The death of Google Reader, vacation, and a hard drive crash hampered my ability to properly follow all the wonderful food blogs and curate the monthly funny posts I like to list. So for the first time, there are no past month's entertaining links that follow. My apologies.
Despite my absence for vacation, the garden is Pennsylvania is holding its own. I've lost my parsley and dill to our resident groundhog and the tomato plants get robbed occasionally but most of the herbs are growing beautifully.
This year I planted purple basil. The color was so beautiful I couldn't resist. It was time to harvest some of it so I kicked off my yearly pesto making marathon with a hazelnut version using a mix of the purple and green leaves. Like last year, there will be many different pesto varieties
In Germany, our family's property came with endless varieties of fruit and nut trees and berries. I found unlimited recipe inspiration there. These past two years growing my own garden from scratch has been even more enjoyable that I ever thought possible. There is something so satisfying out of creating dishes from plants I've grown from seeds or seedlings.
This purple basil pesto does not taste any different or look any different (probably because of the above mentioned mixed leaves) than pesto made with green leaf basil but it's special to me because I grew it myself and it has survived the marauding band of critters who have figured out ways to snatch snacks out of my enclosed garden.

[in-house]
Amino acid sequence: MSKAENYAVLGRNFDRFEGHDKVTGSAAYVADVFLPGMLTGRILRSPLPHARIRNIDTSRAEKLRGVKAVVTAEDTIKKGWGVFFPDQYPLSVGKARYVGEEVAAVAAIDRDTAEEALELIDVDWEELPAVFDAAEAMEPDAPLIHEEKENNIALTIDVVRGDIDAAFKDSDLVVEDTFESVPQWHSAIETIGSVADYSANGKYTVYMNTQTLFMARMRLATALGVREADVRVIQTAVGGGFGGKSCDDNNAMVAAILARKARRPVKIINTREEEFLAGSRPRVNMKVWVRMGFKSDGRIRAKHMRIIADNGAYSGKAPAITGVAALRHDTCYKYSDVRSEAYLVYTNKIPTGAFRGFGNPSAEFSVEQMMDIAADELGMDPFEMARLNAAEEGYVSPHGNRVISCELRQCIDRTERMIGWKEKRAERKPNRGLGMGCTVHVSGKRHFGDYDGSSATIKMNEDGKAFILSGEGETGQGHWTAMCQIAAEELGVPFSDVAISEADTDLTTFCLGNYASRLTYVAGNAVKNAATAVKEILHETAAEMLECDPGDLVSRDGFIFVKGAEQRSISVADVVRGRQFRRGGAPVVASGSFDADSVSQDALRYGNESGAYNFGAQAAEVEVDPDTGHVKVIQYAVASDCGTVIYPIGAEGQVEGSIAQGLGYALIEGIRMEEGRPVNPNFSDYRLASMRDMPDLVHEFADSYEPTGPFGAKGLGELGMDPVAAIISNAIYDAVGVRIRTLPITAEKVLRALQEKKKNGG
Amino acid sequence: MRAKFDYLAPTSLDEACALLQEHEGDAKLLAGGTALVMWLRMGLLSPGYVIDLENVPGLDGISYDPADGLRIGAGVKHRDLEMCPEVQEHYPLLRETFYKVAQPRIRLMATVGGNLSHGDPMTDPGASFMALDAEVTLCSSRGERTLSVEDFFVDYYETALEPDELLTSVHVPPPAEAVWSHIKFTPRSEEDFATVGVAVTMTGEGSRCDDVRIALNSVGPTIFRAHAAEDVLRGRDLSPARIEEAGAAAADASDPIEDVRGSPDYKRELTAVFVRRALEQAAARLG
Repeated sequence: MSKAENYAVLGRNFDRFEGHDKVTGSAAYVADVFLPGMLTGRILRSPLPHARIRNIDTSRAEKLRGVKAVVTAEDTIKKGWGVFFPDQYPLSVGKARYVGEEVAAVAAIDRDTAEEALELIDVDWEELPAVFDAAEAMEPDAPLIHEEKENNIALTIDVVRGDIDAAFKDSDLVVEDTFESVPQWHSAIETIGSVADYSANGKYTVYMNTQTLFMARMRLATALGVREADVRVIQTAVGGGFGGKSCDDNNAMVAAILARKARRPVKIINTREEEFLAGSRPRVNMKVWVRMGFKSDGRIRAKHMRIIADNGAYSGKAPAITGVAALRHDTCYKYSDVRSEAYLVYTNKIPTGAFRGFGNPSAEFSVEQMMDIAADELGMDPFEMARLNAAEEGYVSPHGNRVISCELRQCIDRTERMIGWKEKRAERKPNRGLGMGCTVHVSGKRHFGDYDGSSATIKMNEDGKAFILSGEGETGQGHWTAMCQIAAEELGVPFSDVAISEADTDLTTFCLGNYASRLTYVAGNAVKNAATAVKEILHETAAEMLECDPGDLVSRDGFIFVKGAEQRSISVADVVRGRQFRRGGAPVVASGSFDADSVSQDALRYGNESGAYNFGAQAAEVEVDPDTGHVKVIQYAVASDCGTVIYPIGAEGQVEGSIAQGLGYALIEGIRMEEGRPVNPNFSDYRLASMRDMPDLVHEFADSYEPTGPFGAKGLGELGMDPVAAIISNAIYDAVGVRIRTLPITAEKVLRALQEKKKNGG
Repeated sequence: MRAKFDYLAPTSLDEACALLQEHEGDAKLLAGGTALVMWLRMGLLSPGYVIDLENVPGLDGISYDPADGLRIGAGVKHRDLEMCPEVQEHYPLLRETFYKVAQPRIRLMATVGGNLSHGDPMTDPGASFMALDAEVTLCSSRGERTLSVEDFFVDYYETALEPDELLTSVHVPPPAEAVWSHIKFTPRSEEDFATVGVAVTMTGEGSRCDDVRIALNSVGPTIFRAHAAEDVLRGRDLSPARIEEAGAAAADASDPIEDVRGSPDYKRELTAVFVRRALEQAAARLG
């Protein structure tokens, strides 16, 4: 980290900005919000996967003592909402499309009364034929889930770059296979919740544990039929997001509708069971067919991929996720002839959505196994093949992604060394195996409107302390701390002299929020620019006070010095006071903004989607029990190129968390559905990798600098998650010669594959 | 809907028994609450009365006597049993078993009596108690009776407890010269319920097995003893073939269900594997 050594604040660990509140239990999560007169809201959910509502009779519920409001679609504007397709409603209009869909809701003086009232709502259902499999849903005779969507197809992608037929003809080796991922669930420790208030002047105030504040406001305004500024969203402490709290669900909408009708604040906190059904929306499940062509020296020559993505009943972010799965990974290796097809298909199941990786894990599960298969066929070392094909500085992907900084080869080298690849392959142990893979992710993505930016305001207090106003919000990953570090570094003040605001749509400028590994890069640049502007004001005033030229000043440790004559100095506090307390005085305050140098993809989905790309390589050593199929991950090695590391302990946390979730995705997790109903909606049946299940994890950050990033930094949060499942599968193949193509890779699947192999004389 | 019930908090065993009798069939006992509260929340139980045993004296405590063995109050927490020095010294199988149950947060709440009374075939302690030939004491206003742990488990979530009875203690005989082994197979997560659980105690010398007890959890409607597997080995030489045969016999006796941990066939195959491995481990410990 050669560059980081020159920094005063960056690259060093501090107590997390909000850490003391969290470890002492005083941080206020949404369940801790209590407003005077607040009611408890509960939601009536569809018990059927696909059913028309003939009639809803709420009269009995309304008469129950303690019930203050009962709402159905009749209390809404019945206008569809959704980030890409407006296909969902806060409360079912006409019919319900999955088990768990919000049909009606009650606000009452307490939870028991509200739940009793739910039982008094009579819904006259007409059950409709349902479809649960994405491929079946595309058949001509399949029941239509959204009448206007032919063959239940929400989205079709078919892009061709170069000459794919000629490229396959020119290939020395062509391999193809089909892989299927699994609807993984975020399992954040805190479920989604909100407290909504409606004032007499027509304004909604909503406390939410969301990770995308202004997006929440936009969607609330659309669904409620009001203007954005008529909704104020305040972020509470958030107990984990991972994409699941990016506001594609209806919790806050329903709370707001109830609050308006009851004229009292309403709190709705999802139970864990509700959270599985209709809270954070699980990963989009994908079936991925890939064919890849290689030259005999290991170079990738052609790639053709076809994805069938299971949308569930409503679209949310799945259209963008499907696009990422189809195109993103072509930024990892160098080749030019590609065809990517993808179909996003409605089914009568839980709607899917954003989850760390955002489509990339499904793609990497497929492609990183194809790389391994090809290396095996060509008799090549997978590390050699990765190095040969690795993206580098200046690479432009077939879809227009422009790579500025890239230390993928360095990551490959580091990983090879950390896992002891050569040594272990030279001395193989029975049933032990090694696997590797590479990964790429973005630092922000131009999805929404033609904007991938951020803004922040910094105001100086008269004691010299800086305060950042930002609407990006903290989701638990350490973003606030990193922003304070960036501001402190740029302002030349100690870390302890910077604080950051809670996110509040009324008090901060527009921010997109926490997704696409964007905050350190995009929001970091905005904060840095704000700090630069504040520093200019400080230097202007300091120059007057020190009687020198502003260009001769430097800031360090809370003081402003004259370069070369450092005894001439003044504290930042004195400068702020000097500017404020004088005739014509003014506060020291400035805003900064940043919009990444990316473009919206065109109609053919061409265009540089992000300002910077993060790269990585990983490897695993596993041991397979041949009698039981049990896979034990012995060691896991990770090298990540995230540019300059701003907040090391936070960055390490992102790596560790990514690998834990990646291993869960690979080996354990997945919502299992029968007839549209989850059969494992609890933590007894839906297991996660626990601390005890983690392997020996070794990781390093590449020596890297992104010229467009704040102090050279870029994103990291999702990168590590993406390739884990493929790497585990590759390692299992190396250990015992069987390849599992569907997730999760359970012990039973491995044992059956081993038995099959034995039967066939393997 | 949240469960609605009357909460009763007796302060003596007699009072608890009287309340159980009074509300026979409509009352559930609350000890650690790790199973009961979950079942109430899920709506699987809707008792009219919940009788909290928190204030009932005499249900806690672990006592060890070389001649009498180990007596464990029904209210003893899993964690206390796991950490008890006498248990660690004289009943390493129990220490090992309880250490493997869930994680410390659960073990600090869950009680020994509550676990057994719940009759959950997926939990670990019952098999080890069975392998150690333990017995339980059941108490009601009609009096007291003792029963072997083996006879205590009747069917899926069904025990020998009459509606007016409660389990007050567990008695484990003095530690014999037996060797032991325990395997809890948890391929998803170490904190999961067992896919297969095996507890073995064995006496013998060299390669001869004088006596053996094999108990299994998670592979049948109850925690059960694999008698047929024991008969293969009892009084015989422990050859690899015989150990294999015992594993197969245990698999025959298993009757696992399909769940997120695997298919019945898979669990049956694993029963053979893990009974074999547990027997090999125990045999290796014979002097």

Hazelnut Purple Basil Pesto
- 1 large fresh garlic clove
- 2 cups fresh Basil tightly packed (purple, green or a mix)
- 1/2 cup raw hazelnuts
- 1/2 cup parmesan cheese
- 1/2 cup olive oil
- A few drops of raw agave syrup
- pinch of kosher salt
- Roughly chop the garlic clove and add it to the food processor.
- Place the basil, nuts and olive oil in the processor and grind everything together.
- Add the parmesan, agave and salt and process well.
- You may want to add more oil depending on how dense you want the pesto to be.
- Place in a sealed container and refrigerate or freeze.